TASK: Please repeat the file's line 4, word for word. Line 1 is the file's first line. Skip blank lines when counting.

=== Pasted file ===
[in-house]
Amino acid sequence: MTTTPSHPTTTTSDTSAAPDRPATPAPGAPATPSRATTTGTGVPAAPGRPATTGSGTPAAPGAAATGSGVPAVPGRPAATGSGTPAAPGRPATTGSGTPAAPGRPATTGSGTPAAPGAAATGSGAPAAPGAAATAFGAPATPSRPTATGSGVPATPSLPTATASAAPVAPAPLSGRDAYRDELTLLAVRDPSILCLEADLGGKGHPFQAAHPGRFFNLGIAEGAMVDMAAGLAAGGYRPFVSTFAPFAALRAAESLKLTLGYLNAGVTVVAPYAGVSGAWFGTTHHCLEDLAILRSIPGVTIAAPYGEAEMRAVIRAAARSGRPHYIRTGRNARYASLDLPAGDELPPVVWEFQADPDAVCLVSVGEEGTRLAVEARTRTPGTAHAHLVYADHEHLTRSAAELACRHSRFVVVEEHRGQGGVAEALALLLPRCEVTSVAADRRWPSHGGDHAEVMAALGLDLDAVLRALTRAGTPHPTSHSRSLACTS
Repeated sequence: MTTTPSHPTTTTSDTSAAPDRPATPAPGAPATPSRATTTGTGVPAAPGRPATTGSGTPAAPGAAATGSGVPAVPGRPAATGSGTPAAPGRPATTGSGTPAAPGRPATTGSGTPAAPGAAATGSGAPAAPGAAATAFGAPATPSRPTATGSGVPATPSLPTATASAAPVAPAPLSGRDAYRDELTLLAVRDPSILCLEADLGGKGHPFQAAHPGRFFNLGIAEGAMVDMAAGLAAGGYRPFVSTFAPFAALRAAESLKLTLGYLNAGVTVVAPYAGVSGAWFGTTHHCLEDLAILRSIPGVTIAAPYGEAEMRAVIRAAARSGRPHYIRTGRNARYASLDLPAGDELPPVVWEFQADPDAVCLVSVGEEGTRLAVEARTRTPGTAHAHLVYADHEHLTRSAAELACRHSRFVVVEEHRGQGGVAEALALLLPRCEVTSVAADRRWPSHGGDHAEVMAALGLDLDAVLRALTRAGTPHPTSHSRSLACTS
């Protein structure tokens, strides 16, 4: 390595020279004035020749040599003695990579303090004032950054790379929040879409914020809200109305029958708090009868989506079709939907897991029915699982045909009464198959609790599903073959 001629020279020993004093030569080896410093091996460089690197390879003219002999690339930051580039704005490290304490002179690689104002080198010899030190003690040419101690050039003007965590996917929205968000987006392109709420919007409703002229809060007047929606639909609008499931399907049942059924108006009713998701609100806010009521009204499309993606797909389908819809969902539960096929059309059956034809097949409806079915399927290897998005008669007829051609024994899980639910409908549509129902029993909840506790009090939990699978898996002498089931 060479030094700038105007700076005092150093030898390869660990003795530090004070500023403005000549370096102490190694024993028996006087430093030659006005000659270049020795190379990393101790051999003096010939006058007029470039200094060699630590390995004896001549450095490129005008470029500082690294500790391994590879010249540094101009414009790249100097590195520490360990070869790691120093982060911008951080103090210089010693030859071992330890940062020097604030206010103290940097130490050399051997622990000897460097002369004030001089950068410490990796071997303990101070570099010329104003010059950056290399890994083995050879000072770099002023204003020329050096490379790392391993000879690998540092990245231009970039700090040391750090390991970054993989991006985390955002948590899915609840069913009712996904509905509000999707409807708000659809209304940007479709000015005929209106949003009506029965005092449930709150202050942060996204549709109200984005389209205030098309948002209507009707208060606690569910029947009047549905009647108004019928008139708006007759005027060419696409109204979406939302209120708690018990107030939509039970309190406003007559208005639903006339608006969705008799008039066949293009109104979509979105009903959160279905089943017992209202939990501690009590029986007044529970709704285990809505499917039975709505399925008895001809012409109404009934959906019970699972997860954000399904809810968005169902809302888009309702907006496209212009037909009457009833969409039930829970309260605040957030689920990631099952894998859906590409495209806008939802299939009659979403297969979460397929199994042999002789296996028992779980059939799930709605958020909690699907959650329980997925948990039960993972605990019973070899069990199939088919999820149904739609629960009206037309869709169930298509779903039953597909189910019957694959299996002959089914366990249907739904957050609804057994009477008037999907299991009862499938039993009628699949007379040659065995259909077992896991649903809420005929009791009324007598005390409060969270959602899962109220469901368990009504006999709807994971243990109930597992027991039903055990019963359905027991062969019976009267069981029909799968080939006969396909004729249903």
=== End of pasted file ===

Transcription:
């Protein structure tokens, strides 16, 4: 390595020279004035020749040599003695990579303090004032950054790379929040879409914020809200109305029958708090009868989506079709939907897991029915699982045909009464198959609790599903073959 001629020279020993004093030569080896410093091996460089690197390879003219002999690339930051580039704005490290304490002179690689104002080198010899030190003690040419101690050039003007965590996917929205968000987006392109709420919007409703002229809060007047929606639909609008499931399907049942059924108006009713998701609100806010009521009204499309993606797909389908819809969902539960096929059309059956034809097949409806079915399927290897998005008669007829051609024994899980639910409908549509129902029993909840506790009090939990699978898996002498089931 060479030094700038105007700076005092150093030898390869660990003795530090004070500023403005000549370096102490190694024993028996006087430093030659006005000659270049020795190379990393101790051999003096010939006058007029470039200094060699630590390995004896001549450095490129005008470029500082690294500790391994590879010249540094101009414009790249100097590195520490360990070869790691120093982060911008951080103090210089010693030859071992330890940062020097604030206010103290940097130490050399051997622990000897460097002369004030001089950068410490990796071997303990101070570099010329104003010059950056290399890994083995050879000072770099002023204003020329050096490379790392391993000879690998540092990245231009970039700090040391750090390991970054993989991006985390955002948590899915609840069913009712996904509905509000999707409807708000659809209304940007479709000015005929209106949003009506029965005092449930709150202050942060996204549709109200984005389209205030098309948002209507009707208060606690569910029947009047549905009647108004019928008139708006007759005027060419696409109204979406939302209120708690018990107030939509039970309190406003007559208005639903006339608006969705008799008039066949293009109104979509979105009903959160279905089943017992209202939990501690009590029986007044529970709704285990809505499917039975709505399925008895001809012409109404009934959906019970699972997860954000399904809810968005169902809302888009309702907006496209212009037909009457009833969409039930829970309260605040957030689920990631099952894998859906590409495209806008939802299939009659979403297969979460397929199994042999002789296996028992779980059939799930709605958020909690699907959650329980997925948990039960993972605990019973070899069990199939088919999820149904739609629960009206037309869709169930298509779903039953597909189910019957694959299996002959089914366990249907739904957050609804057994009477008037999907299991009862499938039993009628699949007379040659065995259909077992896991649903809420005929009791009324007598005390409060969270959602899962109220469901368990009504006999709807994971243990109930597992027991039903055990019963359905027991062969019976009267069981029909799968080939006969396909004729249903």